Robert Johnson.
1st March 1721
Reference Numbert17210301-60
VerdictGuilty
SentenceDeath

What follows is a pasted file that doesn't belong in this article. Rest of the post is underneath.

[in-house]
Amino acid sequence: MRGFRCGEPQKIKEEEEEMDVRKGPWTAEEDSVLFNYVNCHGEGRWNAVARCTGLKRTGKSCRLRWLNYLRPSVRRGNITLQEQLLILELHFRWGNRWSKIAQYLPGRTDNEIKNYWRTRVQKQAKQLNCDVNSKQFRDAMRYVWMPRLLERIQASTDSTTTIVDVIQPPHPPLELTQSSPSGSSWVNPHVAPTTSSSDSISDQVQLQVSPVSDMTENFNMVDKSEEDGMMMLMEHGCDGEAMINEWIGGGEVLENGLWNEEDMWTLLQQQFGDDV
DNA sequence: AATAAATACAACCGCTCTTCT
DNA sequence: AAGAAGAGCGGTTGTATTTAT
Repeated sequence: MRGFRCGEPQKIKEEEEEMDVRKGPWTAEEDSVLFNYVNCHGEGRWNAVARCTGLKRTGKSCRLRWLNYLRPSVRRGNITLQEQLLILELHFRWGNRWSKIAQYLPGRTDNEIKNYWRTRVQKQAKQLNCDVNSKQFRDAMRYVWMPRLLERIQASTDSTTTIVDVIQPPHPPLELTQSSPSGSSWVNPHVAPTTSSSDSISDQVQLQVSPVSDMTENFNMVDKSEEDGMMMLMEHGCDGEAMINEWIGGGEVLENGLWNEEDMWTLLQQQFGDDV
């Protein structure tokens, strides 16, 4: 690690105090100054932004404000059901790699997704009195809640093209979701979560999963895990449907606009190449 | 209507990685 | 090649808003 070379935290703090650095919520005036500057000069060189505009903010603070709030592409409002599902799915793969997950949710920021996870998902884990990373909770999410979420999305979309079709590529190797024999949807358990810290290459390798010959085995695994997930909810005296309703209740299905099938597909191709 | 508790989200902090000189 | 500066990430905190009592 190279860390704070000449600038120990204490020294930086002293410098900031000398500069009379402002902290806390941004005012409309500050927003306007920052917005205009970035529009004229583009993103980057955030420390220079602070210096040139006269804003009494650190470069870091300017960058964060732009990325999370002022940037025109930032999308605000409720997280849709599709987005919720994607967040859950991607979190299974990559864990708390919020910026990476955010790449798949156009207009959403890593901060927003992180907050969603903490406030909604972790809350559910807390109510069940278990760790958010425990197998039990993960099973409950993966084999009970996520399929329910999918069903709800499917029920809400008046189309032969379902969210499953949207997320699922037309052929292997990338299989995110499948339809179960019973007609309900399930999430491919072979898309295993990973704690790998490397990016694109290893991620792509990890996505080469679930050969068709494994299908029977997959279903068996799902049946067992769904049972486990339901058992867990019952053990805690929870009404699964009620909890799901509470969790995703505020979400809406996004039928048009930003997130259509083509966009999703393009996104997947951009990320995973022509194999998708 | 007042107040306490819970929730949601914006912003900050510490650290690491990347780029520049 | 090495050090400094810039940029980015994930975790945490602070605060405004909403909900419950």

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Robert Johnson , of St. Margaret at Westminster , was indicted for privately stealing a Gold Watch, value 20 l. a Gold Seal 15 s. and a Tortoise-shell Snuff-Box, from the Person of Thomas Littleton , Esq ; on the 11th of February last. The Prosecutor deposed, that he knew the Prisoners Uncle, and so came acquainted with him, who complaining of his hard Circumstances he relieved him, and was very kind to him; that they had been abroad all Day together at several places, and he being in Liquor the Prisoner would see him Home in a Hackney-Coach; that the next Morning he mist his Watch; that some time after being in a Publick House he saw Mr. Martel shewing a Gold Watch for Sale and desired him to let him look upon it; that when he had opened it and examined all the Marks, he found it to be his; whereupon he pull'd out an Advertisement that he had caused to be printed and distributed among the Watch-makers, describing it, and offering a Reward to any who should stop Watch or Parry, and gave it to Mr. Martel, withal asking him whom he had it of, who answered of the Prisoner: Mr. Martel deposed that the Prisoner, whom he took to be an honest Gentlemen, brought the Watch to him, saying it was a Gentlewoman's, that he gave him 13 l. for it; that they went to the Tavern together, and the Prisoner pull'd out a Seal, which he said he had kept a long time but having no occasion for it he would change it for a Ring; and that he gave him a Ring of 15 s. value for it. John Clarke deposed that the Prisoner came to his Master's House the 11th of February in the Morning, and went out with him, that they came Home about 10 a Clock at Night in a Hackney Coach; that he putting his Master to Bed mist his Watch, and his Master missing it the next Morning, askt him after it; that he told his Master he knew nothing of it, but mist it over Night; whereupon he bid him go to the Prisoner's Lodgings and enquire if he knew any thing of it, saying no Body else was in his Company that Day; that the Prisoner came that Morning to ask how his Master did, and he telling him that he had lost his Watch, the Prisoner seem'd to be concern'd at it, and said that he knew the Number of the Coach, would enquire after it, and come again the next Morning, but he never saw him afterward till taken: John James confirmed the Prosecutor and the Prisoner's going out and coming home together as before mentioned: The Prisoner owned that he sold a Gold Watch and Seal to Mr. Martil, but said that he had it of a Gentlewoman, and did not know that it was the Prosecutor's; and call'd Elizabeth Arnold to prove it, who deposed that she wash'd for Mrs. Mary White (but does not know where she lodges) who came to her on Shrove Monday, and askt if she knew Mr. Johnson, and said she would give her (this Evidence) a Shilling to call him; that she did; and she heard her say to him, if he would do what he had promised, she would make him a present: that she gave him a Gold Watch, and they went away together, and she has not seen her since: Being shown the Watch and Seal in Court (which had been swore to by the Prosecutor and Mr. Martel) and askt if that was the Watch and Seal Mrs. White gave the Prisoner, she said she did not know the Watch again, nor see the Seal: The Prosecutor being call'd again, deposed that he did not know Mrs. White, and that neither she nor no other Woman had an Opportunity to take it that Day; the Prisoner knew he lost it the Day before, and knew his Watch and Seal very well. Mr. Martel being call'd again, deposed, that the Prisoner's Wife was at his House to persuade him to make it up, but he told her that he was only an Evidence, and could not. The Prisoner called a great many to his Reputation: but the Fact being so piain upon him, the Jury found him Guilty , Death ,


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